6.1 Formulations of the Eigenvalue
Problem
The integral equation formulations of the interior Helmholtz equation
were given in Section 4.1. The distinction here is that the
boundary condition (6.2) is homogeneous and the
characteristic wavenumbers k^{*} and the eigenfunctions
f^{*} are sought, rather than the solution of a
boundaryvalue problem.
6.1.1 Indirect Formulation
An indirect formulation of the interior Helmholtz problem
is derived by writing f as
a singlelayer potential, as first shown in Section
4.1. The following equations result:
f(p) = { L_{k} s}_{S} (p) (p Î D ÈS), 
 (6.5) 
v(p) = { M_{k}^{t} s}_{S} (p; n_{p})+ 
1
2

s(p) (p Î S), 
 (6.6) 
where s is a source density function defined on S,
(termed s_{0} in Section 4.1).
Also v(p) = [(¶f(p))/( ¶n_{p})]
and n_{p} is the unit outward normal to the boundary at
p.
The indirect formulations for the Dirichlet and Neumann eigenproblems
are as follows:
{ L_{k} m}_{S} (p) = 0 (p Î S) ,for the Dirichlet boundary condition and 

{ (M_{k}^{t}+ 
1
2

I) m}_{S} (p;n_{p}) (p Î S) for the Neumann boundary condition. 

For the Helmholtz eigenvalue problem with the general
boundary condition (6.2) the integral equation formulation
is as follows:
a(p) { L_{k} m}_{S} (p)+ b(p) { (M_{k}^{t} + 
1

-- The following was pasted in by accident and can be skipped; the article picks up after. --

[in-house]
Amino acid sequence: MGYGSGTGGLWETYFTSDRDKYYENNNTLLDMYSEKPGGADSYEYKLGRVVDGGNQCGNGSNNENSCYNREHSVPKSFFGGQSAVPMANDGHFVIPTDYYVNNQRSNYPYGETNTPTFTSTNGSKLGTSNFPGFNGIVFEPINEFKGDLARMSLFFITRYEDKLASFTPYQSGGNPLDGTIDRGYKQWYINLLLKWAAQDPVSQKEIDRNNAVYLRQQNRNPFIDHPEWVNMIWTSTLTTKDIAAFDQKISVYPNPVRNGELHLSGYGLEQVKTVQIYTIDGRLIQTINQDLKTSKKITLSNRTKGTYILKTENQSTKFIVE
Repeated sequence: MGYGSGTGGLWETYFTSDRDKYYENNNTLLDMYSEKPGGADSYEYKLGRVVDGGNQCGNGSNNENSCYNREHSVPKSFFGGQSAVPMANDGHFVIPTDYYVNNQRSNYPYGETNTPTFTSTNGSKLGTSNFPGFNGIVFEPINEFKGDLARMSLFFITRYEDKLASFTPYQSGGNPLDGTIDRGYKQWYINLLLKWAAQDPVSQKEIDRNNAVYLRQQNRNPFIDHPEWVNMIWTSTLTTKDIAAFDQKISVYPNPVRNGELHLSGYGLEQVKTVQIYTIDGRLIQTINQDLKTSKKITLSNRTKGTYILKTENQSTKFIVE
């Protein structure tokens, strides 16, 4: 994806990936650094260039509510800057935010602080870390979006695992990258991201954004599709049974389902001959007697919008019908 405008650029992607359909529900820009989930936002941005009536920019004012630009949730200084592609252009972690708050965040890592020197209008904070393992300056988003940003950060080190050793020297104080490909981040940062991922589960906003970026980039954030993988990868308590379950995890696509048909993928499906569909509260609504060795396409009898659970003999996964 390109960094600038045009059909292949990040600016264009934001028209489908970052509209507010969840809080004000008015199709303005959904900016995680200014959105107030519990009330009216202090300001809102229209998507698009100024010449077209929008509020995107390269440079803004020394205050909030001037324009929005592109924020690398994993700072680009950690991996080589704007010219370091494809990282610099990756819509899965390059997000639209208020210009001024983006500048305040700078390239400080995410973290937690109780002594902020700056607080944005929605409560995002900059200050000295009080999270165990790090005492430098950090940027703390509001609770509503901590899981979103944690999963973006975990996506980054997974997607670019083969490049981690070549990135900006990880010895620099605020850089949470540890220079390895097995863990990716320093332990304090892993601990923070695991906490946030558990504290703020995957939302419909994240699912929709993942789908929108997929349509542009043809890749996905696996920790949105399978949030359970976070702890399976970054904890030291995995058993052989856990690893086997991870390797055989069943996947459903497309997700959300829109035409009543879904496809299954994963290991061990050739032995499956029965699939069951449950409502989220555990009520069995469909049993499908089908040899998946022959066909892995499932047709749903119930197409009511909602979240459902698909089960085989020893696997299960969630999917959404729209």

2

I) m}_{S} (p) = 0 (p Î S) 
 (6.7) 
which arises through the substitution of (6.5) and (6.6) into (6.2)
where s has been replaced by m in (6.5)(6.6).
The general solution strategy is to find the solutions k^{*}, m^{*}
of the relevant integral equation defined on S. Each of these
may then be substituted into equation (6.5) to obtain
the solution at the domain points.
6.1.2 Direct Formulation
As in Section 4.1, the direct formulation is obtained through
the application of Green's second theorem to the Helmholtz equation
and can be presented as follows:
{ M_{k} f}_{S} (p) + f(p) = { L_{k} v }_{S} (p) (p Î D) , 
 (6.8) 
{ M_{k} f}_{S} (p) + 
1
2

f(p) = { L_{k} v }_{S} (p) (p Î S) . 
 (6.9) 
The direct formulation for the Dirichlet and Neumann eigenproblems are
as follows:
{ L_{k} m}_{S} (p) = 0 (p Î S) for the Dirichlet boundary condition, 

{ (M_{k} + 
1
2

I) m}_{S} (p) = 0 (p Î S) for the Neumann boundary condition, 

where f has been replaced by m in (6.8)(6.9).
For the more general Robin condition (6.2) the eigenproblem
cannot be written so concisely; it is the solution of (6.9)
subject to the boundary condition (6.2).
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